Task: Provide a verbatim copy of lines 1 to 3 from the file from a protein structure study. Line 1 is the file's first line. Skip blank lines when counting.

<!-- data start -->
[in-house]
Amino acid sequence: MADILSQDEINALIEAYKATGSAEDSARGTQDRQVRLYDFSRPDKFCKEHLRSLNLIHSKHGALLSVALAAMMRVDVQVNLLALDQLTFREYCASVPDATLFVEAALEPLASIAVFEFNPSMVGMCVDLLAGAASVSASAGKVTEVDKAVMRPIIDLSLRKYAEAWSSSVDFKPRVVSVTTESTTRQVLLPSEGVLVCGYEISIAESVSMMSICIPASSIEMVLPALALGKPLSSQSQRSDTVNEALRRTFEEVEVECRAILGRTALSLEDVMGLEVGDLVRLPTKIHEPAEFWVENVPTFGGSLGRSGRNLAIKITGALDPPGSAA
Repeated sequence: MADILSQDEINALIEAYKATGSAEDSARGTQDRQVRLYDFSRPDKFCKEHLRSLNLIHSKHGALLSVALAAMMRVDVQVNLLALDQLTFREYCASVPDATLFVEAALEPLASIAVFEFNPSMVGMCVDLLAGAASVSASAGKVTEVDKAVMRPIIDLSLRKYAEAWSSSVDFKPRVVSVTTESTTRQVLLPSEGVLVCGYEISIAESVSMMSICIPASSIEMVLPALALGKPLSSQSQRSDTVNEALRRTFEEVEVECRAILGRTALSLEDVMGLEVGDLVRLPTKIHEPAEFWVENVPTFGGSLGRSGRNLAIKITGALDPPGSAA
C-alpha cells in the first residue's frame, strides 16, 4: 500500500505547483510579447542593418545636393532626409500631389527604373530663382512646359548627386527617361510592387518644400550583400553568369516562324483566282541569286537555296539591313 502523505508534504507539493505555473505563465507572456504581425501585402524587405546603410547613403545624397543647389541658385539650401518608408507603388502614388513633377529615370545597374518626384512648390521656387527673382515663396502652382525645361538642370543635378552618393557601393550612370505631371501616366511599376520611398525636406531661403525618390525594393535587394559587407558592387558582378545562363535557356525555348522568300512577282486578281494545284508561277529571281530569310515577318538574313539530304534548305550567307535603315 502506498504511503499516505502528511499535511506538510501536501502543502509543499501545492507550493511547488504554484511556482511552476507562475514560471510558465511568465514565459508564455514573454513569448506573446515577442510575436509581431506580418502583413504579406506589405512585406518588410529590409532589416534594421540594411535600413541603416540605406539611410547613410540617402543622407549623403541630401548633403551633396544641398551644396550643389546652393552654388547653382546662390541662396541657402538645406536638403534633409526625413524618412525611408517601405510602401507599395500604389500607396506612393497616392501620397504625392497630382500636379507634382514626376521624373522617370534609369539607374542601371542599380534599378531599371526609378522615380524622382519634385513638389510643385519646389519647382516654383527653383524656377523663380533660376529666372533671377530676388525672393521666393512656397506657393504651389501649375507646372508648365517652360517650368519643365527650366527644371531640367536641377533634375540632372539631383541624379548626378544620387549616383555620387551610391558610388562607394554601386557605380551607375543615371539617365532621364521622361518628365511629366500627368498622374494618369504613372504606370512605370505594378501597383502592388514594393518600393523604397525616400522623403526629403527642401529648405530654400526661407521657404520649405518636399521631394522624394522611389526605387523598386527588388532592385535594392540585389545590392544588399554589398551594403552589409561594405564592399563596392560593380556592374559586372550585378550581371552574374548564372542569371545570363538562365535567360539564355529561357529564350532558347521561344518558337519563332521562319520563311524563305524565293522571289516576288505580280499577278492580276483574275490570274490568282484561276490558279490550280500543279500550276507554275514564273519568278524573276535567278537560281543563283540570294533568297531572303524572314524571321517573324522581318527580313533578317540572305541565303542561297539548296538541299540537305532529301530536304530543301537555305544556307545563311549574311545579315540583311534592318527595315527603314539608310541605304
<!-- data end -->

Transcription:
[in-house]
Amino acid sequence: MADILSQDEINALIEAYKATGSAEDSARGTQDRQVRLYDFSRPDKFCKEHLRSLNLIHSKHGALLSVALAAMMRVDVQVNLLALDQLTFREYCASVPDATLFVEAALEPLASIAVFEFNPSMVGMCVDLLAGAASVSASAGKVTEVDKAVMRPIIDLSLRKYAEAWSSSVDFKPRVVSVTTESTTRQVLLPSEGVLVCGYEISIAESVSMMSICIPASSIEMVLPALALGKPLSSQSQRSDTVNEALRRTFEEVEVECRAILGRTALSLEDVMGLEVGDLVRLPTKIHEPAEFWVENVPTFGGSLGRSGRNLAIKITGALDPPGSAA
Repeated sequence: MADILSQDEINALIEAYKATGSAEDSARGTQDRQVRLYDFSRPDKFCKEHLRSLNLIHSKHGALLSVALAAMMRVDVQVNLLALDQLTFREYCASVPDATLFVEAALEPLASIAVFEFNPSMVGMCVDLLAGAASVSASAGKVTEVDKAVMRPIIDLSLRKYAEAWSSSVDFKPRVVSVTTESTTRQVLLPSEGVLVCGYEISIAESVSMMSICIPASSIEMVLPALALGKPLSSQSQRSDTVNEALRRTFEEVEVECRAILGRTALSLEDVMGLEVGDLVRLPTKIHEPAEFWVENVPTFGGSLGRSGRNLAIKITGALDPPGSAA